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Write On

A Little Bit of Soap

Dishwashing soap, gloves etcThe day I killed Ryan, I started to live again.

The year leading up to the fatal shooting was the most trying time of my life.  The prime time show I’d been writing for was cancelled and the movie I’d been contracted to write scrapped.  The production company with whom I had a development deal shut down and for the first time I was unemployed.  My personal life was worse.  My father had a stroke, a close friend was dying, and my husband abruptly left me for another woman.  My life had become, well, a soap opera.

My heart broken, my pride wounded, my bank account dwindling, I poured out my heart to a friend who was an executive with NBC Daytime.  She responded with what seemed an absurd non sequitur, “Have you ever thought of writing for daytime?”  I laughed, “You mean, a soap?”  She explained that NBC was looking for new blood for their daytime division and thought I might be good for them.  At another time in my life, I would have rejected the idea out of hand. A soap opera?  The genre of baby switches and evil twins?  Where people came back from the dead?  Really?  I’d written for prime time!  I’d had films produced!  I had theater credits!  But now I was a single mom, the sole support of two pre-school aged children and I needed a job.

Prior to that day, I’d never even seen a soap unless I’d passed one on the dial on the way to a PBS station – a snob with no firsthand knowledge of the field.  Still, I accepted an assignment to write a few sample stories for “Another World” and I had to start watching the show.  The first day, I had trouble keeping the characters and the three or four storylines straight.  The next day there was some overlap, but also different characters and other stories.  In a week, I’d seen all the characters in the concurrent stories … and I was hooked.  I wanted to know if the evil countess Justine Duvalier (a dead ringer for the saintly Rachel Cory) was really going to wall up her future daughter-in-law in her cellar.  Was Sharlene’s alternate hooker personality going to ruin her chance at love?  And who was stalking the nurses at Bay City General?   In short, I’d gone from being a snob to being a fan.  I got it now.  I understood that a soap opera can have drama, comedy and tragedy all in the space of an hour.  The characters have developed over months and years and have histories and rich and complicated relationships.  They are friends you root for, lovers you wish for, children you worry for, the family you can count on to be there for you day after day.  Soaps are escapism in the purist form.  Watching “Another World” took me away from my own problems.  Writing for it gave me a whole new life.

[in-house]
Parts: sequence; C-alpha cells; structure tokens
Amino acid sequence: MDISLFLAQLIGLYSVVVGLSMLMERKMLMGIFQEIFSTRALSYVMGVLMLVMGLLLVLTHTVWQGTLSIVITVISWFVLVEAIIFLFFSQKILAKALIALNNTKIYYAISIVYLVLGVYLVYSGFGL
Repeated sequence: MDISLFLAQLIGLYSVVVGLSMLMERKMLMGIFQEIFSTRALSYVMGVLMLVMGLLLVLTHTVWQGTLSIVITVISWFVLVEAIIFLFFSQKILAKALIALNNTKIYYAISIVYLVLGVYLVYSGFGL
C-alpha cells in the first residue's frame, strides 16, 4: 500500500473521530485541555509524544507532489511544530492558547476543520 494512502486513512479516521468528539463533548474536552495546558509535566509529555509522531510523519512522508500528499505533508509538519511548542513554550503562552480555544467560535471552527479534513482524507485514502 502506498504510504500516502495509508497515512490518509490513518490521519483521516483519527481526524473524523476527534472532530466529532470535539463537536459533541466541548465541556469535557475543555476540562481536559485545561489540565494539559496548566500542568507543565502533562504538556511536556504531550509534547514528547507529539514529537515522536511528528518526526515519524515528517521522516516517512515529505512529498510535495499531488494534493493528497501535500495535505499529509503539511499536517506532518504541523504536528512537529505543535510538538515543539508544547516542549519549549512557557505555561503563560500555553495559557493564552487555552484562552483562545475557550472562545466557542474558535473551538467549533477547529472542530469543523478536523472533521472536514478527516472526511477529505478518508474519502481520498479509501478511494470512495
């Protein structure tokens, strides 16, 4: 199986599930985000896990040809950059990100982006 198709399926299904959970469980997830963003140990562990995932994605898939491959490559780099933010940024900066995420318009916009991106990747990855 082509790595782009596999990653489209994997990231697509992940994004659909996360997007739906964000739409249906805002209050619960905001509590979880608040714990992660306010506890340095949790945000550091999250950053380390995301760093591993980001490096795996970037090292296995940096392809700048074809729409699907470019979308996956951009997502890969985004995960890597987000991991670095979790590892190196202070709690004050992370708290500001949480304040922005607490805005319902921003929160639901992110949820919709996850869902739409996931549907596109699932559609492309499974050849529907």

I wrote my sample stories and was hired as a staff writer for “Another World.”  I was glad to have a regular job and a steady income and I loved inventing stories, loved getting into the heads of characters and taking them on a journey.  I loved being able to stay in New York and have a predictable enough schedule to spend time with my children.  My bad year was over.

Which brings me to Ryan’s murder.  There are certain “special days” on every soap opera, among them weddings, births and the death of a major character.  Within three weeks of my writing for “Another World,” I was entrusted with the shooting of one such beloved character, Ryan Harrison.  It was an important episode and after I wrote it I was informed that my contract had been picked up, that I would be writing for a soap for the next 13 weeks.  That was 15 years ago and I’ve written for daytime dramas without interruption ever since.  Incidentally, Ryan was really dead when I “killed” him.  Unlike many soap opera characters, he did not come back to life.  I am happy to report that I, however, did.